Semi-Final Program Grid for Jamie Todd Rubin
This is the Semi-Final program schedule. Jamie Todd Rubin may or may not actually be on these items, but probably will. However, due to circumstances beyond our control, modifications to the program can occur throughout the convention.
|Saturday 9:00 am: Online Writing Tools (Ends at: 10:25 am)|
Panelists: Jamie Todd Rubin (M), Bud Sparhawk
Bud Sparhawk and Jamie Todd Rubin guide you through the use of some of the most helpful tools available today.
|Saturday 11:00 am: Writers and Fandom (Ends at: 11:55 am)|
Panelists: Catherine Asaro, Laura Anne Gilman, Pamela K. Kinney (M), Jamie Todd Rubin, Hildy Silverman
Some authors were fans before they wrote, others came to the convention scene after getting their start. How does that affect fan interaction? Does it make a difference in how authors view conventions?
|Saturday 12:00 pm: Space Wars (Ends at: 12:55 pm)|
Panelists: Catherine Asaro, Edward M. Lerner, Jamie Todd Rubin, Janine Spendlove, Christopher Weuve (M)
How would it be waged and why? Why would you want to go to war with a planet that takes 30 years to get to? What books have the best space wars?
|Saturday 4:00 pm: The Worlds of Clifford Simak (Ends at: 4:55 pm)|
Panelists: Jamie Todd Rubin (M), Darrell Schweitzer, Alex Shvartsman, Michael Swanwick
50 years ago Simak won a Hugo for Way Station. He also wrote City and the Hugo and Nebula winning "Grotto of the Dancing Deer." Yet today, few younger fans have read his work which is available only in the small press and "public domain" compilations. What happened? What makes his stories so timeless? What do you think is his best work and how can it be revived for today's audiences?
|Sunday 10:00 am: Hand Waving or Sci-fantasy? (Ends at: 10:55 am)|
Panelists: David Bartell, D. Douglas Fratz, Inge Heyer, Jamie Todd Rubin, Lawrence M. Schoen (M)
Many classic Science Fiction authors didn't spend a lot of time describing the technology or science of their futures. Things worked, but if you look more closely, they may not make sense. Today authors still use this technique. Is this a legitimate form of science fiction or lazy writing? Have the standard furniture of sf -- the FTL drive and time machine -- become so common the author does not need to explain them, just use them for a story? Do all the details and the scientific equations get in the way?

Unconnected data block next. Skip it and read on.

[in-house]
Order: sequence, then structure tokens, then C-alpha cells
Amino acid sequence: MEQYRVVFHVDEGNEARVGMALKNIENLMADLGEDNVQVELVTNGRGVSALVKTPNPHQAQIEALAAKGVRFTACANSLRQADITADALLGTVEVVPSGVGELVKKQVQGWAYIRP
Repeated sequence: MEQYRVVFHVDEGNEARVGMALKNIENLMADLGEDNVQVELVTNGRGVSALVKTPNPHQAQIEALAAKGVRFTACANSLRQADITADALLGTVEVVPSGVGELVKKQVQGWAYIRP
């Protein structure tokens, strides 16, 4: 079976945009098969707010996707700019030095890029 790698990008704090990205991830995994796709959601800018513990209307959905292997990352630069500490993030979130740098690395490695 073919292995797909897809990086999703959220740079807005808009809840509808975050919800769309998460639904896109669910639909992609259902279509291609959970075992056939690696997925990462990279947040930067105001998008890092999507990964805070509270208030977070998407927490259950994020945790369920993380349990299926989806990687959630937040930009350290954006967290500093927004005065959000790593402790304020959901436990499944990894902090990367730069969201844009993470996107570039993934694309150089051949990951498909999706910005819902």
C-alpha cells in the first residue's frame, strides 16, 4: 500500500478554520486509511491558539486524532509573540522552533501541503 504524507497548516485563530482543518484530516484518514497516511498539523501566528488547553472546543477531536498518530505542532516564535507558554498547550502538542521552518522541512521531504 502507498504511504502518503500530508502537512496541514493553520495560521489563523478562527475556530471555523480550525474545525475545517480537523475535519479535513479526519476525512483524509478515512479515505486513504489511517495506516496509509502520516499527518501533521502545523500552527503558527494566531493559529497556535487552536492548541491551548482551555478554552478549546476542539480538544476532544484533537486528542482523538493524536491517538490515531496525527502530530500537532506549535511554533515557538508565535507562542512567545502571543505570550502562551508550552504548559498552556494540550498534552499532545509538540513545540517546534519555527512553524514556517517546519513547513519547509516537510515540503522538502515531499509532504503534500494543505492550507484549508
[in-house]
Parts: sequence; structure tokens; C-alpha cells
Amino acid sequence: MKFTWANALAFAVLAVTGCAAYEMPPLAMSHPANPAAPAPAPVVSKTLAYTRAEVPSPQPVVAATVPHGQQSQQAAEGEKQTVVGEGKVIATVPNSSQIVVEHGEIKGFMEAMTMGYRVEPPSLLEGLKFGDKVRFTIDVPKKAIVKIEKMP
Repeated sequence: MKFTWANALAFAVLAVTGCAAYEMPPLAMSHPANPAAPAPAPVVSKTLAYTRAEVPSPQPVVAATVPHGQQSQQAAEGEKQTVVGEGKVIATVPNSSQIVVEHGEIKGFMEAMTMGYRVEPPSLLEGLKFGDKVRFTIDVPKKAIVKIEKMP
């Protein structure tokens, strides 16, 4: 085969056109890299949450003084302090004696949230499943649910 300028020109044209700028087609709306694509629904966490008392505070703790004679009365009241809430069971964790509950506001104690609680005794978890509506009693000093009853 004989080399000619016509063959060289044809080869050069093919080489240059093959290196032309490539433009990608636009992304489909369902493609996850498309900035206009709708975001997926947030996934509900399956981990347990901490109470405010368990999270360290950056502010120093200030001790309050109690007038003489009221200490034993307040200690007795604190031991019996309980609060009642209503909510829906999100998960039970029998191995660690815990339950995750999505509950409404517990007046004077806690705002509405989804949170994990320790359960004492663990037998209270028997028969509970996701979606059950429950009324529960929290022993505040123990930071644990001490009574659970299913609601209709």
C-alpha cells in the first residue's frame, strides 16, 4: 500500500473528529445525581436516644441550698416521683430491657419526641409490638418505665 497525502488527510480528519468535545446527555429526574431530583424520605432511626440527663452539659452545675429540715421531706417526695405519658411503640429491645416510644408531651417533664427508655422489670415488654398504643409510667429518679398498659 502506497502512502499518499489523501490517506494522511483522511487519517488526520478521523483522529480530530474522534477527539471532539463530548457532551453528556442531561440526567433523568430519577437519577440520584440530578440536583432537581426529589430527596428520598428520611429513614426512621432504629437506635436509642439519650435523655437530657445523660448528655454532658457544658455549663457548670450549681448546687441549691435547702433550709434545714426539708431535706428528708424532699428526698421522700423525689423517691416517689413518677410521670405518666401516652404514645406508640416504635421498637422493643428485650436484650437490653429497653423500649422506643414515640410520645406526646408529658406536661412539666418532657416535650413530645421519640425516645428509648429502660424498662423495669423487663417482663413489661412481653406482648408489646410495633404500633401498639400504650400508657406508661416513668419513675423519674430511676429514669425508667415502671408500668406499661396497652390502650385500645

|Sunday 2:00 pm: Low Tech Writers (Ends at: 2:55 pm)|
Panelists: Dina Leacock, Jamie Todd Rubin (M), Michael Swanwick, Howard Waldrop
Harlan Ellison uses a typewriter, a manual typewriter. Asimov refused to fly. And our special guest Howard Waldrop doesn't use email. Why might some writers about the future refuse to use technology? How does this influence their fiction? What would happen to society if more people followed their example and opted out?
|Sunday 3:00 pm: Anything You Say May End Up In My Novel (Ends at: 3:55 pm)|
Panelists: Charles E. Gannon, Laura Anne Gilman (M), Annette Klause, Jamie Todd Rubin, Jim Stratton
How do writers mine their own lives? Are they always on duty, ready to steal what they see and hear? What changes do you make to real life in your fiction (assuming you don't normally hang out with elves and aliens)?
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